Fortune favors the bold, which means it won't smile upon Sen. Ron Wyden (D-OR), who apparently caved to pressure from increasingly useless and counterproductive Sen. Harry Reid (D-NV). It looks like Hapless Harry is behind Wyden's craven withdrawal of an amendment that would have taxed Internet gambling to help pay for health care reform.
Incidentally, an amendment that would have authorized $100 billion to close the infamous Medicare "doughnut hole" was voted down yesterday. Jeez, those 'Net-bet taxes could have come in handy as an alternative means of plugging the hole. (Oh, and fuck you too, Max Baucus.)
And that goes double for you, stock-picker Jim Cramer, whose spam rips through our LVA filters like Japanese torpedoes through the hull of the U.S.S. Oklahoma. It makes me sorry I ever said anything nice about you, Jimbo.
Do you think that Peepshow's producers are just maybe beginning to regret hiring loose cannon Aubrey O'Day? The former insta-band member canceled her second-ever performance of Peepshow because somebody (surprise, surprise) snapped a photo of her, topless, and posted on -- where else? -- the Internet. And don't bother Googling it because Ms. O'Day's lawyers have done a very efficacious job of banishing said photo into cyber-Siberia. The lady's apologia pro tantrum sua is a doozy:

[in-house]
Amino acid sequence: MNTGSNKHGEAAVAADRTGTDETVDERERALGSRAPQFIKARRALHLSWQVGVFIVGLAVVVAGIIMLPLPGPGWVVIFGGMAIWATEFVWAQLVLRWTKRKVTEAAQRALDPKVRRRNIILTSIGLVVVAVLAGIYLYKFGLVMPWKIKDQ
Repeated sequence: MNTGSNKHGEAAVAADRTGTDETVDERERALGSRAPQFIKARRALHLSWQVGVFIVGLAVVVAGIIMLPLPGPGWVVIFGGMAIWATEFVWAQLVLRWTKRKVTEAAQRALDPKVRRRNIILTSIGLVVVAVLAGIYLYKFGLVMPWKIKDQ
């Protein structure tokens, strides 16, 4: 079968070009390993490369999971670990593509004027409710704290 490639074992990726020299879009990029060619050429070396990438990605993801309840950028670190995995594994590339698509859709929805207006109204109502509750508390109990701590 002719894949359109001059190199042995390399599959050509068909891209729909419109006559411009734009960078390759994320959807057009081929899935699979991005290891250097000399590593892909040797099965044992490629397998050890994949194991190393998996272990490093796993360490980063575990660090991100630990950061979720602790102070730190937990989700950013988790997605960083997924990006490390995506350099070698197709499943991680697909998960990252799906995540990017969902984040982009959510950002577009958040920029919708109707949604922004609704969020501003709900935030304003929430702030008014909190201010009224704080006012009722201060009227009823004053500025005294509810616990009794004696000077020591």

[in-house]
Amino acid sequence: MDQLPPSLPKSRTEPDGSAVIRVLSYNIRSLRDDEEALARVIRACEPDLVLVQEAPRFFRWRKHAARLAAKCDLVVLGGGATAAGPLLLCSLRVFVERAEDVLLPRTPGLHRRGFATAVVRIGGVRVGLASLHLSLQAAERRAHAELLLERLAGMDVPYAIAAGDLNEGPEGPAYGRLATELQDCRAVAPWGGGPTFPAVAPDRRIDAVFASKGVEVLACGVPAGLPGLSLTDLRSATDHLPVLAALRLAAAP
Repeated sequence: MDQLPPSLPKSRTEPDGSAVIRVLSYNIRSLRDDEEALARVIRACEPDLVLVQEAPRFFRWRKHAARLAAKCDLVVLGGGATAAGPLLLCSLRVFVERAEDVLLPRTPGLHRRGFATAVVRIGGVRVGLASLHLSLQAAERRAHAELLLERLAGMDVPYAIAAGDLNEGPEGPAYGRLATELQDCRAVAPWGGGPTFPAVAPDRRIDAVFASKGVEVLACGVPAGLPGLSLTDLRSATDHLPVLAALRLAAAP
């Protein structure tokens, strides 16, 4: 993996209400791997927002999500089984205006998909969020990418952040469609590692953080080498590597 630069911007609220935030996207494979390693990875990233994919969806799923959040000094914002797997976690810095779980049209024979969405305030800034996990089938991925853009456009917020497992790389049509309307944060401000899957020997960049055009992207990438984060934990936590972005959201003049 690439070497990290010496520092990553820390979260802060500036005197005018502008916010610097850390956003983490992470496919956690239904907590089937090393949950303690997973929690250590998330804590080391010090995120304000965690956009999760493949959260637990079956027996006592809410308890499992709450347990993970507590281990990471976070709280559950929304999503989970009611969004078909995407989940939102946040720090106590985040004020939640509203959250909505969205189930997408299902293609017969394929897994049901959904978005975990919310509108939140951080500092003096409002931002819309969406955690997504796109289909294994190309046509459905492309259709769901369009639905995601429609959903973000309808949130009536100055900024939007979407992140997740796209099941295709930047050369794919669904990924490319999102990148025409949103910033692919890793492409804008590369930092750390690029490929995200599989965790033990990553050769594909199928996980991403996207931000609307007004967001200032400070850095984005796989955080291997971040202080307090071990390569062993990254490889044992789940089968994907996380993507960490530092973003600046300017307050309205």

O'Day's finger-wagging might carry more authority were it not coming from someone who flaunted her birthday suit in Playboy magazine (where she actually looked much less attractive than in the supposedly sans-makeup video confessional). Also, if you're going to show your "naughty bits" to the public and charge good money for the privilege of seeing them, one's physical appearance becomes fair game. (And, besides, name one intelligent person who cares what Perez Hilton thinks.)
Anyway, Ms. O'Day might want to enjoy Las Vegas while she still can, because in three months (or less) she's going to be Aubrey O'Who?
If you want to see a good show, skip the trainwreck at Planet Hollywood and head on up to CSN, where -- for the next two weekends -- Reefer Madness: The Musical is the best entertainment money can buy.
If you are on Twitter, you're unlikely to find a feed more entertaining than that of Richard Abowitz. He's been lobbing a series of verbal artillery shells at new Peepshow headliner Aubrey O'Day. For instance, the Fidel Castro-admiring Ms. O'Day had her picture taken -- and published -- next to where the Planet Hollywood backstage entry code is posted. Clearly, she's not the sharpest tool in the shed and Abowitz is having great fun pointing this out ... frequently.